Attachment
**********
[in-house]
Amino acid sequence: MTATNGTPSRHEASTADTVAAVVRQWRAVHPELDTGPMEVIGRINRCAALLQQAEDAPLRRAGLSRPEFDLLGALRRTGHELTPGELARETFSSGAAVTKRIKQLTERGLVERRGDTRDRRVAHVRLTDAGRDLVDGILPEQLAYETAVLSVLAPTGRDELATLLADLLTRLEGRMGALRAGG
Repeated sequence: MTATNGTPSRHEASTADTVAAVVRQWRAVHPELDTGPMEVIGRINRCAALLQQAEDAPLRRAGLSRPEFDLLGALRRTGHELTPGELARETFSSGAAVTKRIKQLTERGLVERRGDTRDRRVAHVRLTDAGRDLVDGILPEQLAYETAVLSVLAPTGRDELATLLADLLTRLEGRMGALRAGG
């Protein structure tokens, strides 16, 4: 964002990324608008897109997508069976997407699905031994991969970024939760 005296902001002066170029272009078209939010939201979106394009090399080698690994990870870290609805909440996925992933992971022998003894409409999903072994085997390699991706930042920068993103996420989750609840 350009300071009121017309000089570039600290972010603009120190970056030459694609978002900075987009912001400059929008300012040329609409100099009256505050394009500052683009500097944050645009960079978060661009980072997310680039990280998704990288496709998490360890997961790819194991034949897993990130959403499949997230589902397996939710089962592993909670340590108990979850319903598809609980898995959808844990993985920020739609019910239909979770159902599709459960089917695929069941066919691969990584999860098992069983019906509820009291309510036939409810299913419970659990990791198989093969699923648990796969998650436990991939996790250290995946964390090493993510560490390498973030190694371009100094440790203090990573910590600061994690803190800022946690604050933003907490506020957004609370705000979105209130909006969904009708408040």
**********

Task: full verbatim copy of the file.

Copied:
[in-house]
Amino acid sequence: MTATNGTPSRHEASTADTVAAVVRQWRAVHPELDTGPMEVIGRINRCAALLQQAEDAPLRRAGLSRPEFDLLGALRRTGHELTPGELARETFSSGAAVTKRIKQLTERGLVERRGDTRDRRVAHVRLTDAGRDLVDGILPEQLAYETAVLSVLAPTGRDELATLLADLLTRLEGRMGALRAGG
Repeated sequence: MTATNGTPSRHEASTADTVAAVVRQWRAVHPELDTGPMEVIGRINRCAALLQQAEDAPLRRAGLSRPEFDLLGALRRTGHELTPGELARETFSSGAAVTKRIKQLTERGLVERRGDTRDRRVAHVRLTDAGRDLVDGILPEQLAYETAVLSVLAPTGRDELATLLADLLTRLEGRMGALRAGG
């Protein structure tokens, strides 16, 4: 964002990324608008897109997508069976997407699905031994991969970024939760 005296902001002066170029272009078209939010939201979106394009090399080698690994990870870290609805909440996925992933992971022998003894409409999903072994085997390699991706930042920068993103996420989750609840 350009300071009121017309000089570039600290972010603009120190970056030459694609978002900075987009912001400059929008300012040329609409100099009256505050394009500052683009500097944050645009960079978060661009980072997310680039990280998704990288496709998490360890997961790819194991034949897993990130959403499949997230589902397996939710089962592993909670340590108990979850319903598809609980898995959808844990993985920020739609019910239909979770159902599709459960089917695929069941066919691969990584999860098992069983019906509820009291309510036939409810299913419970659990990791198989093969699923648990796969998650436990991939996790250290995946964390090493993510560490390498973030190694371009100094440790203090990573910590600061994690803190800022946690604050933003907490506020957004609370705000979105209130909006969904009708408040």